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How do I find:

$$ \lim_{x\to0}\frac{1-\cos(x)}{x} $$

Using the squeeze theorem. Particularly, how would I arrive at its bounding functions?

If possible, please try not to use derivatives.

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    $\begingroup$ Is there any particular reason on using squeeze theorem? Multiplying $1+ \cos (x)$ in both numerator and denominator would be something more natural to do to me. $\endgroup$ – Soarer May 1 '11 at 23:27
  • $\begingroup$ @Soarer I want to the squeeze theorem because its the requirement of the homework. $\endgroup$ – backus May 1 '11 at 23:40
  • $\begingroup$ More solutions to this limit are here and here. $\endgroup$ – Lord_Farin Jun 15 '13 at 7:56
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Here is a geometric squeeze:

enter image description here

Now we can show that:

$$ \frac{1 - \cos x}{x} \lt \sin \frac{x}{2}$$

We have $\displaystyle y = x/2$ ($\triangle ABC$ is isosceles and so $\angle CAB = \frac{\pi - x}{2}$) and hence in $\triangle BDA$, $\displaystyle \sin \frac{x}{2} = \frac{AD}{AB} \gt \frac{AD}{x}$, as $\displaystyle x$ is the length of the arc $\displaystyle AB$.

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    $\begingroup$ Did you draw this image? If so, how did you do it? $\endgroup$ – JavaMan May 2 '11 at 2:51
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    $\begingroup$ @DJC: Yes, using mspaint... $\endgroup$ – Aryabhata May 2 '11 at 2:54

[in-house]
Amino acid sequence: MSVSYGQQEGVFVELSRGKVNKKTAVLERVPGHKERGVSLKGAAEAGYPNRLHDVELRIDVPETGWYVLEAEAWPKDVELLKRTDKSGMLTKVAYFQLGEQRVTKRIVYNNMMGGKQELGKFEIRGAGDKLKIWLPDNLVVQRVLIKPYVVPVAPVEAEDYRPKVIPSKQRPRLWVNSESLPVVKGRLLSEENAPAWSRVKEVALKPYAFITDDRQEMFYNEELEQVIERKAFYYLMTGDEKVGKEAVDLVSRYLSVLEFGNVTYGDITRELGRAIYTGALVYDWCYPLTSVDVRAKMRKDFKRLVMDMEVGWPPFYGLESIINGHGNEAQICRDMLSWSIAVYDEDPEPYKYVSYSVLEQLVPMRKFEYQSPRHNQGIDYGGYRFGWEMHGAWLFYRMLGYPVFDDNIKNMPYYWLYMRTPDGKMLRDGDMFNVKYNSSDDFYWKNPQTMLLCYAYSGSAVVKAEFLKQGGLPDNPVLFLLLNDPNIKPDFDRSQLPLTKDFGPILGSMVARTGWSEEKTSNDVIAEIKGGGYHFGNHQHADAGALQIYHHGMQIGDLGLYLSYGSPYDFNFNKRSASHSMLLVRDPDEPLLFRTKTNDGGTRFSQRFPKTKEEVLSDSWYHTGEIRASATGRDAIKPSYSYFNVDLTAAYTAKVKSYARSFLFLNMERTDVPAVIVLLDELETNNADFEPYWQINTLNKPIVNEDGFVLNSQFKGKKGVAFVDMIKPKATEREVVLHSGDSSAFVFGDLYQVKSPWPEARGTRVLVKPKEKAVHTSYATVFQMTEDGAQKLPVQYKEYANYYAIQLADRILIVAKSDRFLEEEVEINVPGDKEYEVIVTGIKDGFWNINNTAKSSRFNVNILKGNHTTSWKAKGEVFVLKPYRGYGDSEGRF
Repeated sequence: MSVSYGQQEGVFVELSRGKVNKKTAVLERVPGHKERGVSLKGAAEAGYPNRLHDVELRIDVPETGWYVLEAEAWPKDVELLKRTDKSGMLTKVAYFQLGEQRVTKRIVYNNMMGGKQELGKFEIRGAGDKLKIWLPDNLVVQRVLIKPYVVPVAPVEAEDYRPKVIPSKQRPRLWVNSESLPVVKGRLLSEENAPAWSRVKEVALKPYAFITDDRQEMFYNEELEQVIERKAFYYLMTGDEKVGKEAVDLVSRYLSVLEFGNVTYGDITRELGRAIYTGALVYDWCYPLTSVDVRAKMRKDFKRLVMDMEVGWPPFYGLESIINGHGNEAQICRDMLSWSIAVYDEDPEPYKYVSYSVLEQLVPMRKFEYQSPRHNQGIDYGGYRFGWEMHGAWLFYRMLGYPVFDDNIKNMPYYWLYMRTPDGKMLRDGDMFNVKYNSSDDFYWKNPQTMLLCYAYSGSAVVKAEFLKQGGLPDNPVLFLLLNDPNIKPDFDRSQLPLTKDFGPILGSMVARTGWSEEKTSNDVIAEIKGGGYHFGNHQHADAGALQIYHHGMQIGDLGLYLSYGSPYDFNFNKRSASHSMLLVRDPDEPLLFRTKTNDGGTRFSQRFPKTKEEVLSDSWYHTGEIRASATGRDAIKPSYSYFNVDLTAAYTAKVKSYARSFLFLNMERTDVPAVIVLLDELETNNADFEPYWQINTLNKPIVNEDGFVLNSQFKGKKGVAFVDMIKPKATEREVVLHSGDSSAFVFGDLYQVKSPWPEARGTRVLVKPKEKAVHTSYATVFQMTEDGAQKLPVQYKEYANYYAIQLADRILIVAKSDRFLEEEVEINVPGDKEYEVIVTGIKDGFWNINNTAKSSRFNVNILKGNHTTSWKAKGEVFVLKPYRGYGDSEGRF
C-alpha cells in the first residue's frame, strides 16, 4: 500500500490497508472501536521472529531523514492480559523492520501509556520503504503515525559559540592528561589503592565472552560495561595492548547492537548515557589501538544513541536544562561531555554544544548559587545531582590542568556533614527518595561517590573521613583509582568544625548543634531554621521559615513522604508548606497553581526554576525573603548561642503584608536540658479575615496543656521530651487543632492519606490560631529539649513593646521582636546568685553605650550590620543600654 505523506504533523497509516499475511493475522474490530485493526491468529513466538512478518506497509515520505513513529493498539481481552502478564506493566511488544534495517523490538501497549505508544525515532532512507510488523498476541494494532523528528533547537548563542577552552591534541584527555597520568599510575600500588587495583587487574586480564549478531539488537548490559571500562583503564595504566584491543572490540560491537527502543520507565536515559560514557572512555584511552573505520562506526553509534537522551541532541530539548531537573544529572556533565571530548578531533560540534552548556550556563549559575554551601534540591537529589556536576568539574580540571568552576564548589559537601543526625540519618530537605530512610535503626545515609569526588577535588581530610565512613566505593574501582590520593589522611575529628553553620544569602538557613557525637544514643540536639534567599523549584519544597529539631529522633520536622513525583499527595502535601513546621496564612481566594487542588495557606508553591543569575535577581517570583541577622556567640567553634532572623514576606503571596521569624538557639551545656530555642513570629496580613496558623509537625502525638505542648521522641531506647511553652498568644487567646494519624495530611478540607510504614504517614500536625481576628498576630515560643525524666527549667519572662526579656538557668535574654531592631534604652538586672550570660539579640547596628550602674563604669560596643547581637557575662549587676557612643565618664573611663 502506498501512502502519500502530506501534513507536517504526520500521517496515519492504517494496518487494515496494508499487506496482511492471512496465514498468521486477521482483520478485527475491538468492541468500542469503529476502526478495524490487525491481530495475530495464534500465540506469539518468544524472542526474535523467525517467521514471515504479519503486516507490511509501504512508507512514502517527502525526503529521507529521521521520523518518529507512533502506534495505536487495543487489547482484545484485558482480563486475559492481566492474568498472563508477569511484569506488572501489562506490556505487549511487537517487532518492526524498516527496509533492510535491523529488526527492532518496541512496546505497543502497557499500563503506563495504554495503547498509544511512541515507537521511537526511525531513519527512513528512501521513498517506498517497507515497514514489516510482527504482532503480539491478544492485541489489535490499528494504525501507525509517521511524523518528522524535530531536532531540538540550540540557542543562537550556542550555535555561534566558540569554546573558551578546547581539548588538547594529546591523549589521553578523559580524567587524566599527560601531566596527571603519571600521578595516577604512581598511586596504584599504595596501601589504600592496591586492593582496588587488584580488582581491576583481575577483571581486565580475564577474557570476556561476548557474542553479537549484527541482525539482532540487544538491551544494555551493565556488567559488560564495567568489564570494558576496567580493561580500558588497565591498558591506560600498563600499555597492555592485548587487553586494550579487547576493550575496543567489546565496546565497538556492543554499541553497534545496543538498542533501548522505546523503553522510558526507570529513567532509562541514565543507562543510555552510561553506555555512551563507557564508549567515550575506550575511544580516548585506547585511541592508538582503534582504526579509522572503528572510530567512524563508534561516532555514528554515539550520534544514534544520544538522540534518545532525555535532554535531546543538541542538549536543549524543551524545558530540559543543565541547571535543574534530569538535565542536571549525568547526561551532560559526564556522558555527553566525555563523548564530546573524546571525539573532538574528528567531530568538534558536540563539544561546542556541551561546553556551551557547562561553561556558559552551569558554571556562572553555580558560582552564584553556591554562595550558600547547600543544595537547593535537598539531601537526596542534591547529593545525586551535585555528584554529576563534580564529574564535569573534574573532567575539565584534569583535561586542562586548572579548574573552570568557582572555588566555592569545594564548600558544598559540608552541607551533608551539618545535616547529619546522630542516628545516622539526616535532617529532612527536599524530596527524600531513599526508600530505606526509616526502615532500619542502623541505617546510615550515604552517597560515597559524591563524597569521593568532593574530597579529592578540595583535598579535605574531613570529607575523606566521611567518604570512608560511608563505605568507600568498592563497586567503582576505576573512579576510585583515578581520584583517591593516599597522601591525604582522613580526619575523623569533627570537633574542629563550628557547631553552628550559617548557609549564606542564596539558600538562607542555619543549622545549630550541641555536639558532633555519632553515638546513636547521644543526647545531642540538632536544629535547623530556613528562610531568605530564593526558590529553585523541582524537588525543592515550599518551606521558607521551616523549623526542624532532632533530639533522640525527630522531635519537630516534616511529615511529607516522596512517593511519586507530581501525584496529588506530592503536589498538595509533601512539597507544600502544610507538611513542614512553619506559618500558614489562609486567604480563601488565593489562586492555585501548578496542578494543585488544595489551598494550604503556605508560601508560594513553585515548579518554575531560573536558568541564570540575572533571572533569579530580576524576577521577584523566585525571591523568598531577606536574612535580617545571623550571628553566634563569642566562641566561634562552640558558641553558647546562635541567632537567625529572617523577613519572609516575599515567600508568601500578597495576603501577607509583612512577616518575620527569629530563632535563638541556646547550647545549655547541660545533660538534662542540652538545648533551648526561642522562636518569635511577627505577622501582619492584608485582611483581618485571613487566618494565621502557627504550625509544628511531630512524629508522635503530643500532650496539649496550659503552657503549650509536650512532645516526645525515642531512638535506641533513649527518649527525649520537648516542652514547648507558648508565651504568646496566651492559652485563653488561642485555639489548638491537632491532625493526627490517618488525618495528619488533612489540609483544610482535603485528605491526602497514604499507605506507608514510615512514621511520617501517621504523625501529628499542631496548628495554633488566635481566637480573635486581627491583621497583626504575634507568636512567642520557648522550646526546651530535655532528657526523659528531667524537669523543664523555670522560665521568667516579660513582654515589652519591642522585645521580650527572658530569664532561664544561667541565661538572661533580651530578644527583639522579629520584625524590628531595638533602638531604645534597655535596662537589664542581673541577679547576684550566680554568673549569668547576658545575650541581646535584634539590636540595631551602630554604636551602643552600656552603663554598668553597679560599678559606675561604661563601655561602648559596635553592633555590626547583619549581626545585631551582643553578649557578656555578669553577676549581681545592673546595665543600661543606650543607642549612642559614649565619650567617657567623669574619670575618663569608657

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    $\begingroup$ @DJC: I have updated the figure using one drawn with GeoGebra :-) $\endgroup$ – Aryabhata Jul 15 '11 at 5:54
  • $\begingroup$ Cool. Thanks! (more letters) $\endgroup$ – JavaMan Jul 15 '11 at 12:50
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We can write $\cos(x)$ as $1 - x^2/2 + x^4/6 - \cdots$ and so near $x = 0$ we have $1 - \cos(x) < x^2/2$, and so $\frac{1 - \cos(x)}{x} < \frac{x^2}{2x} = \frac{x}{2}$. At the same time, $\cos(x) < 1$ so $\frac{1 - \cos(x)}{x} > 0$. Thus we have $\lim_{x\to0}0 \leq \lim_{x\to0}\frac{1-\cos(x)}{x} \leq \lim_{x\to0}\frac{x}{2}$, which by the squeeze theorem is $0$.

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  • $\begingroup$ The correcct upper bound is $1 - cos (x) < 1 - 1 + x^2/2$ for $x$ close to 0. This can be seen by multiplying $\frac{1+\cos (x)}{1+\cos (x)}$, and bounding $1+\cos (x)$ away from 0 for $x$ close to 0. $\endgroup$ – Soarer May 1 '11 at 23:29
  • $\begingroup$ @Soarer: Yes, I got that already. $\endgroup$ – Alex Becker May 1 '11 at 23:32
  • $\begingroup$ Is there a way you could solve this without expanding cos(x) to that series? $\endgroup$ – backus May 2 '11 at 1:00
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For any $x$ such that $0 < |x| \leq \pi/2$, $$ 0 \le \bigg|\frac{{1 - \cos x}}{x}\bigg| = \frac{{1 - \cos |x|}}{{|x|}} = \frac{{\int_0^{|x|} {\sin t \,dt} }}{{|x|}} \le \frac{{\int_0^{|x|} {\sin |x| \, dt} }}{{|x|}} = \sin |x|. $$

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